London -> Harwich -> Hoek of Holland -> Amsterdam (Holland) -> Copenhagen (Denmark) -> Stockholm (Sweden) -> Riga (Latvia) -> Moscow (Russia) -> [Trans-siberian or Trans-mongolian Express] -> Ulaanbaatar (Mongolia) -> [Trans-mongolian Express] -> Beijing (China) -> Hong Kong (SAR, China)
I loved how much Hong Kong was like the set of Blade Runner, with its plethora of neon signs filling the space above the streets.
Residential flats in Kowloon too spoke of the economy of air space. Nothing was wasted for something as unprofitable as a balcony:
On the ground, shops were sub-sub-sub-divided so as to spawn tiny lots crammed with goods and tools of trade:
in markets, boxes and sacks of dried meat and vegetables and mushrooms and noodles, unable to be confined to the shop, spilled out onto the corridors: It was as if empty space abhored a vacuum and any unused surface, even a door, quickly attracted posters of every description and size and colour:
On the streets, signs, not content to be in one language, were bilingual, making even empty streets look busy: Everywhere, the hustle and bustle and noise and mass of goods clamouring for attention: in the flower market, in the Yuen Po Street Bird Garden, etc.
And Hong Kong seemed authentic, in the sense that none of these markets existed mainly for the benefit of tourists. In fact, one of the bird shop owners stood outside his shop defensively, stick in hand, once a tour-bus of French people descended, using it to tap away professed animal-lovers who were simultaneously commenting on the sad lives of caged feathered beings, and shocking the same poor birds with their camera flashes.
But perhaps there was a different sort of inauthenticity, said some commentators, with reference to the Occupy Hong Kong or Umbrella Revolution. This was the latest in one-upmanship, they said. Ever since the beginning of human society, everyone has desired to show how much better they are than everyone else. A few decades ago, you trumped others with branded clothes and expensive goods. But that has since become quite vulgar. Later, animal rights and human rights advocacy were how you demonstrated your (moral) superiority. Presently it seems, political martyrdom is the thing. If the good of society was the underlying reason, there might have been a better way of being heard and changes being made without a whole lot of inconvenience to everyone else (money lost, commuters who have to deal with congestion, police who have to work long hours), but where’s the self-glory in that? Better to get world recognition and the pats on the back, than to be an anonymous contributer to the improvement of the common good.
I met some Hong Kong students on my travels who were jealous that their friends had been able to rush home to be “part of history”. (Full details, photos, vidz, were on social media, with many “Like”s.) When asked what this “full democracy” was that they wanted, they admitted they didn’t know the details.
It was difficult for me to comprehend how one could agitate for something unknown. Lemmings come to mind. Thought these questions were worth asking:
- What is “full” or “true” democracy?
- If this can be defined, has any country anywhere ever practiced that?
- If so, what were the advantages and disadvantages of that, and how specific were they to the particular situation of that country?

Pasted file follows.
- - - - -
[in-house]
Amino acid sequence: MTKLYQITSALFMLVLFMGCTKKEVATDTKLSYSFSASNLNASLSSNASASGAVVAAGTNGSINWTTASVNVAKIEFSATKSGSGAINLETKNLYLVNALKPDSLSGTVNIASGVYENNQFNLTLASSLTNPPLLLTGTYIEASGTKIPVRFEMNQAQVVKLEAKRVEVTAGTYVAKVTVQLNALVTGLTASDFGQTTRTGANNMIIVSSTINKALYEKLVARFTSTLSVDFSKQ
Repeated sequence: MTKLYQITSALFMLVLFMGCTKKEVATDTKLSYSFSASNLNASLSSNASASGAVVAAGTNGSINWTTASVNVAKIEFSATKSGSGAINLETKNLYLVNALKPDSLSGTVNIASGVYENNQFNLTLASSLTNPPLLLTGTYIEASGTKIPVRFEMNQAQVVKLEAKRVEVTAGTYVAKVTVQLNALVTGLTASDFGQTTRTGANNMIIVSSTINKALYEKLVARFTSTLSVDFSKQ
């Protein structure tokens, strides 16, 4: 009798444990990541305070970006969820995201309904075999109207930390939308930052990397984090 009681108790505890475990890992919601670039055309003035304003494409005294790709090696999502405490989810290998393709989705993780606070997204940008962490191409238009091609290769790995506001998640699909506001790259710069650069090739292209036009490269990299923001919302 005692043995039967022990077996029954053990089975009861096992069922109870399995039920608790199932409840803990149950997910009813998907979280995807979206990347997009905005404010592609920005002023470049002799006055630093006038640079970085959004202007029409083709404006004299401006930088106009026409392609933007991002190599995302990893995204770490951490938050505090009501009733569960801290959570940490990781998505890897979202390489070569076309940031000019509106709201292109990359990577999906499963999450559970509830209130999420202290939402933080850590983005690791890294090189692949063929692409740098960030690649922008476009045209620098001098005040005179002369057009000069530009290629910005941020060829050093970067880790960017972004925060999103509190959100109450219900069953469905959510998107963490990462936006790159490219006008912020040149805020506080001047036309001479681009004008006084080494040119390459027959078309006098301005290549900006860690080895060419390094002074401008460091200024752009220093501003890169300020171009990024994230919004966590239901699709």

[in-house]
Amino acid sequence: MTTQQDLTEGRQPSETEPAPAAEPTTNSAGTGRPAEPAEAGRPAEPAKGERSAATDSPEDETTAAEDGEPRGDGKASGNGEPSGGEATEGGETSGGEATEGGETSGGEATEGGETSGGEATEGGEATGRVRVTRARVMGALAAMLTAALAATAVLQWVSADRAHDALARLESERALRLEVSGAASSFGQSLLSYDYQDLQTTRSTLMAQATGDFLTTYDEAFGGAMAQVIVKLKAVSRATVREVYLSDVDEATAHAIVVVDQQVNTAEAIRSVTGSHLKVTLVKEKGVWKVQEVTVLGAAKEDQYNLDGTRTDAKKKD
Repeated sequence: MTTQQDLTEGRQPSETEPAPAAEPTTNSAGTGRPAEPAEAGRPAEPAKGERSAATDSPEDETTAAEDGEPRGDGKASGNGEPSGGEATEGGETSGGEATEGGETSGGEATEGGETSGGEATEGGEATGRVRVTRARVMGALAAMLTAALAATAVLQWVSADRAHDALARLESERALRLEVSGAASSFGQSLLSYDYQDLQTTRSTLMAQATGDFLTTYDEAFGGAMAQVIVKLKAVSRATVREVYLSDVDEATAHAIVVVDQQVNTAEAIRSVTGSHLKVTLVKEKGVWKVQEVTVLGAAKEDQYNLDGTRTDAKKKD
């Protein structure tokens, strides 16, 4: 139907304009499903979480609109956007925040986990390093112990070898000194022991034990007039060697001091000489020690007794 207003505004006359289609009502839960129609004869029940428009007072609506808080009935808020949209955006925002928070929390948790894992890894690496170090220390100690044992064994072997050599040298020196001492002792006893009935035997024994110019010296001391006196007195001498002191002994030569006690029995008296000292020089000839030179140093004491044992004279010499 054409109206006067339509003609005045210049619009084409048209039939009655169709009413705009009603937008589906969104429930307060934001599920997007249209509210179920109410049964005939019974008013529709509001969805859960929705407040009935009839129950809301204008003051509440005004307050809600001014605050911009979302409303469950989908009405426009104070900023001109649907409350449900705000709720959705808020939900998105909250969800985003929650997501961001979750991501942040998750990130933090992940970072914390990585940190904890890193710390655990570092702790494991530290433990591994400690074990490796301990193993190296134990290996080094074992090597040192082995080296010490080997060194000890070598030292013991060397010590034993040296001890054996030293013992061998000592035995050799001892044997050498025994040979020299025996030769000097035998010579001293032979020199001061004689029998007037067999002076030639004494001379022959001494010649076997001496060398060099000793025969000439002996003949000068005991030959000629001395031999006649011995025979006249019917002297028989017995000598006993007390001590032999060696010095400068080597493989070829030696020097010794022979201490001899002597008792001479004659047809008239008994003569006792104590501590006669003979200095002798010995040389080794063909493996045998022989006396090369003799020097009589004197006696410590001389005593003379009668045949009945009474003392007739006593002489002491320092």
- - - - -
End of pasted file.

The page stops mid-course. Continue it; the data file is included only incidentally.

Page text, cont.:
- Was there ever “full democracy” under the British?
- What were the terms of the handover?
- What does “universal sufferage” mean?
- How differently should it apply to Hong Kong, not an autonomous state, but part of the People’s Republic of China?
But the Hong Kong students grew defensive,”This is the only chance we’ve got! We need to show them!” But what exactly do you want to show them?
not real policemen; actors taking a break from filming
I wondered if one’s position on the social ladder was now determined in terms of how much one could boast of one’s anti-authoritarianism. If the official position was capitalism, then socialism or communism would agitated for, and vice versa. Nothing at all praise-worthy about that.
And meanwhile, the camps themselves became quite the tourist attraction, many visitors taking selfies/wefies with empty tents. Protest Theme Park in the offing?:
Past the protest camps, Tim Ho Wan in Mongkok was quiet when we arrived. We were ushered to a table immediately and made quick work of the concise menu:
“Do you think some of the protestors might come to this one Michelin star restaurant for dim sum?”
Why not, I thought. It would only seem incongruous because modern society has somehow conflated authenticity with anti-authoritarianism, anti-capitalism and being on a lower tax-payer scale. So even if yum cha at Tim Ho Wan was affordable generally, patronising a place mentioned in the Michelin Guide would have smacked of selling out to an Institution. Uncomfortable with the lack of clarity of thought.
Surely there is no inherent virtue in either eating one’s dinner in one’s crowded workplace:
instead of on the balcony of an apartment on The Peak, with a clear view of the city:
or spending money supporting emerging artists at PMQ Arts Hub
instead of, say, on a Geisha brew:
No. And perhaps they are equally inauthentic, for
all have sinned and fall short of the glory of God (Romans 3:23)
PS: if anyone was looking for an English-speaking church in Hong Kong, I’d recommend Ambassador International Church Hong Kong – observed John Percival to be a faithful preacher.